Little Con in Paper Moon

XXXI don’t tend to think of Peter Bogdanovich as a great filmmaker. But if a man makes a great film, that probably makes him a great filmmaker, right?

The truth is, I haven’t seen a lot of his films. I had always thought that The Last Picture Show was his first film. Instead, he made two really tantalizing pictures before it: Targets and Voyage to the Planet of Prehistoric Women. I never especially liked Picture Show. The only thing I remember about it is really liking Cloris Leachman, especially when she slaps Timothy Bottoms—something I’d been wanting to see for years.

The only other Bogdanovich film I’ve seen is the film version of Noises Off, while hardly a great film could not be any better.

In my mind, Bogdanovich’s reputation as a filmmaker depends upon Paper Moon. Unfortunately, I don’t have a great deal to say about the film other than that you really ought to see it because it is smart, funny, and real.

One of the most memorable scenes from the movie is this one involving the ten dollar con:

This con is repeated by Addie (the little girl) at the fair.

I’m sure that this con is used to this day. It fools most people, especially if they are sidetracked. It goes like this: the con buys something cheap and pays with a five dollar bill. He adds a one dollar bill to the four just returned to him in change and asks for a five. Thus far, all is above board. But while the mark is still holding the five ones, the con gives her back the five and asks for a ten. He is now up five dollars. Done well, as it is in the film by Ryan O’Neal, it is really compelling.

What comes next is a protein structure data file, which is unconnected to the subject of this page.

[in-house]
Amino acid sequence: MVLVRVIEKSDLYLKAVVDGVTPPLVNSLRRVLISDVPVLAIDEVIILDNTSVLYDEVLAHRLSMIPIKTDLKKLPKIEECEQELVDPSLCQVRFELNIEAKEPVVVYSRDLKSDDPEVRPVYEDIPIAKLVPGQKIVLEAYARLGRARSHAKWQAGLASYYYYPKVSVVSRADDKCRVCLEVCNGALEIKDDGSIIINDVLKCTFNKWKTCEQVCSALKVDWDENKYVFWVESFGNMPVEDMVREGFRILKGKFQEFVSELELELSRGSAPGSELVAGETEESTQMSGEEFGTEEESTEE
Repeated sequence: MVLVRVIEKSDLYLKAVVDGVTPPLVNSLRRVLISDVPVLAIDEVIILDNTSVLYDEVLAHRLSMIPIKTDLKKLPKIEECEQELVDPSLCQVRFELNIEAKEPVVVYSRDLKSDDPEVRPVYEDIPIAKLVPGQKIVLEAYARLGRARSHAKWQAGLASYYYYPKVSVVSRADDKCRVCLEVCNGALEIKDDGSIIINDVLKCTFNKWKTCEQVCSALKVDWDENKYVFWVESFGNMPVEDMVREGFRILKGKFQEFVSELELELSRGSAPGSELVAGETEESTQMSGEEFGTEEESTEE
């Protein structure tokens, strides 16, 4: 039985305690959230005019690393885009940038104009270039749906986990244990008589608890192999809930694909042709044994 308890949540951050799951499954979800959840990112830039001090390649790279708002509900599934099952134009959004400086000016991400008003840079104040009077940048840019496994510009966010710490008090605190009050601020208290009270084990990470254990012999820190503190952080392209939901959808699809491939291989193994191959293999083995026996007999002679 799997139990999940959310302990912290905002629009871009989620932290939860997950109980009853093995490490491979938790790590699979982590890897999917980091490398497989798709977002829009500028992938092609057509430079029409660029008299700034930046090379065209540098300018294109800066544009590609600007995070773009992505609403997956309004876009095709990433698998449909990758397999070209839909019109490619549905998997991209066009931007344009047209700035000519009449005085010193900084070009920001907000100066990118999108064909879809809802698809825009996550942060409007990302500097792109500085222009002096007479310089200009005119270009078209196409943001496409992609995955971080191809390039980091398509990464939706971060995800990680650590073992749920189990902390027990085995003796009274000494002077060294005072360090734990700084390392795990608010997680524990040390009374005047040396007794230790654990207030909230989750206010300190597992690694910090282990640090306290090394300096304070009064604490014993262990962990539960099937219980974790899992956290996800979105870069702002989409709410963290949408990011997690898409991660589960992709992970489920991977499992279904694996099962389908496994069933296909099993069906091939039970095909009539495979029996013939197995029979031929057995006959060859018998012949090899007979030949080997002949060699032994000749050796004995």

Interestingly, according to Peter Bogdanovich, Ryan O’Neal never did understand the con. That might explain why he was able to do it so convincingly.

Foxy Grandpa and Walter Johnson

Walter JohnsonI am researching the great baseball pitcher Walter Johnson for a book I’m writing. This involves reading Henry W. Thomas’ Walter Johnson: Baseball’s Big Train, which is the only really good biography of Johnson. The book relates some newspaper accounts of his early years that seem to amuse Thomas, but which are pretty typical of newspaper reporting then and now.

When Walter Johnson was 19, he went to play for a professional team in Weiser, Idaho. Even though Walter was immediately the star of the team, the Idaho Daily Statesman was only interested in the team’s catcher, a 53-year-old, 250-pound former ball player named E. Cornelius “Foxy Grandpa” Uhl. In his first game, Johnson lead the Weiser team to a 17-1 victory over the Boise Senators. Here is how the Statesman covered it: